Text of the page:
Deep dive into the evolving threat landscape as detailed by Truesec in their 2023 Threat Intelligence Report.

How Has Threat Intelligence Made a Difference in the Real World?

In this section, we’ll highlight a few select stories from the real world where threat intelligence has had a significant impact on the outcome of cyber attacks.

Scenario 1: Predicting Threat Actor Use of Malicious Infrastructure

In this scenario, continuous monitoring and analysis were performed on newly registered domains with similar-looking or slightly modified versions of the original domain names.

Systems detected multiple instances of such domains, which were flagged for analysis by our human friends, the threat intelligence analysts. They concluded that these domains appeared suspicious. After receiving them, the detection engineering team quickly added the suspicious domains to custom detection rules.

Cybercriminals leveraged the domains in real and targeted phishing attacks against the target organization within four days of discovery and analysis.

The use of the suspicious domains triggered the custom detections, which completely thwarted this attack. The organization suffered little to no impact. Had this detection not been in place, the attack would likely have had a much more significant impact, potentially resulting in providing the attacker with initial access to the targeted environment.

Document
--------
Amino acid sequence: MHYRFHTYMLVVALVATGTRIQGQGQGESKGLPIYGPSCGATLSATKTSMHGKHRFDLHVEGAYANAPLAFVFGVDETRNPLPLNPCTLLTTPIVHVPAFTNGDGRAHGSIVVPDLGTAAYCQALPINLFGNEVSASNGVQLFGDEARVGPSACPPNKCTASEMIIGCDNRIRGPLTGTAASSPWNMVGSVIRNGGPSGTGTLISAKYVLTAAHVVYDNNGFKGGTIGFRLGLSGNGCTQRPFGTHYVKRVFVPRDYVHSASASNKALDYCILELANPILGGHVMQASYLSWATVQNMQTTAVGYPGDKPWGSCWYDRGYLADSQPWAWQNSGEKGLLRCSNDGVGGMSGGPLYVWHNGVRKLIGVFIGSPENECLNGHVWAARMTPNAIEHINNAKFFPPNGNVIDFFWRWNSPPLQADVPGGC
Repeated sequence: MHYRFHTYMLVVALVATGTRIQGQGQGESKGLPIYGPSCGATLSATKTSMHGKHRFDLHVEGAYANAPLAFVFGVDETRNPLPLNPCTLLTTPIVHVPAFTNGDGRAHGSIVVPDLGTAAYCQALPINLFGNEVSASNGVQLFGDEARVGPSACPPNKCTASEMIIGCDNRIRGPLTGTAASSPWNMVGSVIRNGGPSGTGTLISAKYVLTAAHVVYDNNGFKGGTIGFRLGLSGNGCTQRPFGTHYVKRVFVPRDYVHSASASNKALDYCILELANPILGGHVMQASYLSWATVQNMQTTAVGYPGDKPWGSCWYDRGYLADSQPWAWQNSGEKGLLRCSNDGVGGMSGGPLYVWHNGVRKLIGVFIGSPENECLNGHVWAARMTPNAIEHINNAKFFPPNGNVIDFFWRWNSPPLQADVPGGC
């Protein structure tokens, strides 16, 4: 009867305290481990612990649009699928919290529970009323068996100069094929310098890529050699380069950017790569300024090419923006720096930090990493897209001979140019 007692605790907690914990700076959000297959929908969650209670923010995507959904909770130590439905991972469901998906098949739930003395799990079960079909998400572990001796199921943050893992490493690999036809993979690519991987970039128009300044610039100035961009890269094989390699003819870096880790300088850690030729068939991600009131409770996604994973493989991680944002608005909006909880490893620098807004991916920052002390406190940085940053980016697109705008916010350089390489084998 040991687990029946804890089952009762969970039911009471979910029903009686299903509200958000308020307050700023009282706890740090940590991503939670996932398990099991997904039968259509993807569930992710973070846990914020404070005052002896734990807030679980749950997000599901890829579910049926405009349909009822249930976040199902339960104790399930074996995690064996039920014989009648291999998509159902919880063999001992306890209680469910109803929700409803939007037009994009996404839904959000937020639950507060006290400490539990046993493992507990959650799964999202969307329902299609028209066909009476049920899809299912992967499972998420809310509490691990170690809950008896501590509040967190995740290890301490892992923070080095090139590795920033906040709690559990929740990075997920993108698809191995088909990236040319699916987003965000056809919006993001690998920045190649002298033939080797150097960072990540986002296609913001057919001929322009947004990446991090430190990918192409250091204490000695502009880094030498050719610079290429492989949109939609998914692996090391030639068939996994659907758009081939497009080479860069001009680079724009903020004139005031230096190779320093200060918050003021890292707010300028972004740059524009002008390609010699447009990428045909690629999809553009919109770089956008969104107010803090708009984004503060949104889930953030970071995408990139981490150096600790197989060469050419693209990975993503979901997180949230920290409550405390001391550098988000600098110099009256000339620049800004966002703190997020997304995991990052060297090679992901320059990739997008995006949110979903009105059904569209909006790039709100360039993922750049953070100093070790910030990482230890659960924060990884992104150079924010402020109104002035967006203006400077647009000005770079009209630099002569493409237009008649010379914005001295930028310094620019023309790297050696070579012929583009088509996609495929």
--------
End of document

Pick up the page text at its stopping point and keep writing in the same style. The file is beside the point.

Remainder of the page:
Scenario 2: Discovering Leaked Credentials

In this scenario, an organization’s credentials were discovered on a dark web marketplace; they were flagged and consequently investigated. After manually reviewing the marketplace listing, threat analysts concluded that the credentials were indeed authentic. They also noted several other credentials that were available for sale.

These additional credentials were INTERNAL ONLY credentials for backup systems hypervisors. This significantly increased the risk of a very serious cyber attack.

Alerting the customer to these credentials and the added information discovered by the human intelligence analyst, the recommended action was an immediate incident investigation.

Further investigation revealed that the credentials had been harvested from a consultant’s computer. Additionally, it was discovered that the computer had NOT been onboarded in the customer EDR solution, and the attack had gone unnoticed.